Second, good works must flow from faith, or not at all; because that alone carries in it an argument sufficiently prevalent to win upon our natures, to make them comply with holiness. Faith shows us that God loves us, that he forgives us our sins, that he accounts us for his children, having freely justified us through the blood of his Son (Rom 3:24,25; 4; Heb 11:13; 1 Peter 1:8). Faith receives the promise, embraces it, and comforts the soul unspeakably with it. Faith is so great an artist in arguing and reasoning with the soul, that it will bring over the hardest heart that it has to deal with. It will bring to my remembrance at once, both my vileness against God, and his goodness towards me; it will show me, that though I deserve not to breathe in the air, yet that God will have me an heir of glory. Now, there is no argument greater than this. This will make a man run through ten thousand difficulties, to answer God, though he never can, for the grace he has bestowed on him.
Further, faith will show me how distinguishingly this love of God has set itself upon me; it will show me, that though Esau was Jacob’s brother, yet he loved Jacob (Mal 1:2). That though there were thousands more besides me that were as good as me, yet I must be the man that must be chosen. Now this, I say, is a marvelous argument, and unspeakably prevails with the sinner, as the apostle says: ‘For the love of Christ constrains us; because we thus judge, that if one died for all, then all were once dead: And that he died for all; that they which live,’ that is, by faith, ‘should not therefore live for themselves, but for him who died for them, and rose again’ (2 Cor 5:14,15). ‘Love, ‘says the wise man, ‘is strong as death; Many waters cannot quench love, neither can the floods drown it: if a man would give all the substance of his house for love, it would utterly be scorned’ (Song 8:6,7).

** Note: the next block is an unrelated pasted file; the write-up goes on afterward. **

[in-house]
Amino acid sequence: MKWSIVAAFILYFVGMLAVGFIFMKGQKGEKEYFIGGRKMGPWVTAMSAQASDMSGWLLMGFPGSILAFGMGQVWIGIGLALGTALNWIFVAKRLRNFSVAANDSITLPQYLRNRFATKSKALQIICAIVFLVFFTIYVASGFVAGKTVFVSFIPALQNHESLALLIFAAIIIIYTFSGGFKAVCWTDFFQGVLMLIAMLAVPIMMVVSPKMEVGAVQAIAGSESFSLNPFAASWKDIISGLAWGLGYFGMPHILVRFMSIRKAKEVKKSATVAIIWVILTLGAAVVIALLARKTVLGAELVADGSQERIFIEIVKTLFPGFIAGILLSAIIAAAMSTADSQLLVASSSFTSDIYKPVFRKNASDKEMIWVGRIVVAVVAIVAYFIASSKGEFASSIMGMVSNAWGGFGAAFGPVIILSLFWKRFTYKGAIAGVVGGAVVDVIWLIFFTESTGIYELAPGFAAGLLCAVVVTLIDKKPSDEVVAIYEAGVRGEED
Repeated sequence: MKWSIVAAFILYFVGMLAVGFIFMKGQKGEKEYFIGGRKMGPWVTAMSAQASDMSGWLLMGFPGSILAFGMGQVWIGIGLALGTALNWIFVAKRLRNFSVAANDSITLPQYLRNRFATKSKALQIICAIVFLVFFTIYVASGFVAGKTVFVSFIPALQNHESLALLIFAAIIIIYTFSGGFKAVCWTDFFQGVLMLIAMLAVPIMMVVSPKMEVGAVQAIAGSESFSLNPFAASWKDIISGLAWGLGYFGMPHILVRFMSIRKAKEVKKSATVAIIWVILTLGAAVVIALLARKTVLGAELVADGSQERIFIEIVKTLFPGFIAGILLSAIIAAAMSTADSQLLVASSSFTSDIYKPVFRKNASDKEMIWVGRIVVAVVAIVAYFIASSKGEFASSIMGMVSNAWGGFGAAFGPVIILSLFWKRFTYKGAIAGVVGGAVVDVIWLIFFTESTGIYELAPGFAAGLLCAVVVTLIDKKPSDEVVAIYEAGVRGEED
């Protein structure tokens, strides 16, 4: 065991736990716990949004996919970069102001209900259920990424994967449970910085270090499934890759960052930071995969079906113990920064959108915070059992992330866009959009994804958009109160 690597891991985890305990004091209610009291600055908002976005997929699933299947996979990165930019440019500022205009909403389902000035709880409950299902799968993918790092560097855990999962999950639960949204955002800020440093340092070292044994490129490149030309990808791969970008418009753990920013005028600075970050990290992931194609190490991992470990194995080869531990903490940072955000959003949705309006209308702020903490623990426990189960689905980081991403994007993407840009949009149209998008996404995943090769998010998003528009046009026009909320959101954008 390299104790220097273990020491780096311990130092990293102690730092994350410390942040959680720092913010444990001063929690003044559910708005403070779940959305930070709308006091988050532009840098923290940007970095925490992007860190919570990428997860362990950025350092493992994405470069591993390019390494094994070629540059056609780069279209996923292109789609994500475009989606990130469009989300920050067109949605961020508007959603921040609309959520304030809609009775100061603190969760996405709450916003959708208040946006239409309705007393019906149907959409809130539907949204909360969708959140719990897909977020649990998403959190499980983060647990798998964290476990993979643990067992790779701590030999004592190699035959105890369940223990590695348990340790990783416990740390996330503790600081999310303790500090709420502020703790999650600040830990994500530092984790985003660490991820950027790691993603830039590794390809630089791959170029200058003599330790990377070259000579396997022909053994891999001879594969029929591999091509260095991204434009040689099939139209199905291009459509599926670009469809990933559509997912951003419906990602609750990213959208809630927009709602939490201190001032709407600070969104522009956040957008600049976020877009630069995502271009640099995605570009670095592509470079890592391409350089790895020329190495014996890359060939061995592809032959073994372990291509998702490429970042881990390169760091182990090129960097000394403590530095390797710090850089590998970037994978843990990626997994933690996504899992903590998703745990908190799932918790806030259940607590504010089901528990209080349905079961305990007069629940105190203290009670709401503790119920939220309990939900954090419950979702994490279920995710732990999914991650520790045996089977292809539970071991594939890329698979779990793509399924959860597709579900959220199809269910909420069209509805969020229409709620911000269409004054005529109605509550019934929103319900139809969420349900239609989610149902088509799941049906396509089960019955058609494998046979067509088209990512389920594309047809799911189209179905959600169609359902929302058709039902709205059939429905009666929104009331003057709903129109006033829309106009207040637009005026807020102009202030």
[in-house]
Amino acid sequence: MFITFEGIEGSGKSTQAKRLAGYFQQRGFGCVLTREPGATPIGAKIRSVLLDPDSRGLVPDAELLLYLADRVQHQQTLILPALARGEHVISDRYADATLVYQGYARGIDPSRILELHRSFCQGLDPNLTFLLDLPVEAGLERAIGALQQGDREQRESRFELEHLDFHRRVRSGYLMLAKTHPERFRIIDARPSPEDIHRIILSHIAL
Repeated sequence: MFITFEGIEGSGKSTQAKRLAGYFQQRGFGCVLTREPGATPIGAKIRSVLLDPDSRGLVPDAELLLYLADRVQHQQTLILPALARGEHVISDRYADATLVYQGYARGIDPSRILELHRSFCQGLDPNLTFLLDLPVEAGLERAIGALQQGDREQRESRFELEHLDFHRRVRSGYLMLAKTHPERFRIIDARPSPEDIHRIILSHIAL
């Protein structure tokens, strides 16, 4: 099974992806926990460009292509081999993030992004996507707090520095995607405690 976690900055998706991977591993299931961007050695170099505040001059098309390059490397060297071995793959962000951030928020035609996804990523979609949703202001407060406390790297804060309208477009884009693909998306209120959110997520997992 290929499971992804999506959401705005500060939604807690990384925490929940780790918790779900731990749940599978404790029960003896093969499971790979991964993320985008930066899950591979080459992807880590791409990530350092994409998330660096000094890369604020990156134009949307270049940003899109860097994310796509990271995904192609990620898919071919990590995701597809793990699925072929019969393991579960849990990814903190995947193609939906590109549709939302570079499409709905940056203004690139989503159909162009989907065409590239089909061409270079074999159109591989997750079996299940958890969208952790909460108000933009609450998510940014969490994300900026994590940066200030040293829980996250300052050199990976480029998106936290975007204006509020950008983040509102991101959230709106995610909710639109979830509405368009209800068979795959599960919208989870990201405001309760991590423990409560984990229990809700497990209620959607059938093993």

Oh! when the broken, dying, condemned soul, can but see, by faith, the love of a tenderhearted Saviour, and also see what he underwent to deliver it from under that death, guilt, and hell, that now it feels and fears; which also it knows it hath most justly and highly deserved; ‘Then bless the Lord, O my soul’ (Psa 103:1,2,3); and ‘What will I give to the Lord for all his benefits?’ (Psa 116:1-14). Thus faith is a prevailing argument to the sinner, whereby he is rescued from what he was, and constrained to bend and yield to what he neither would nor could do before (1 Cor 2:14; Rom 8:7). That is why gospel obedience is called ‘the obedience of faith,’ as well as obedience to the faith (Rom 16:26). For it must be by the faith of Christ in my heart, that I submit to the word of faith in the Bible, otherwise all is to no profit: as the apostle says, ‘The word preached did not profit them, not being mixed with faith in them that heard it’ (Heb 4:2). For faith alone can see the reality of what the gospel says; and so I say, argue over the heart to the embracing of it.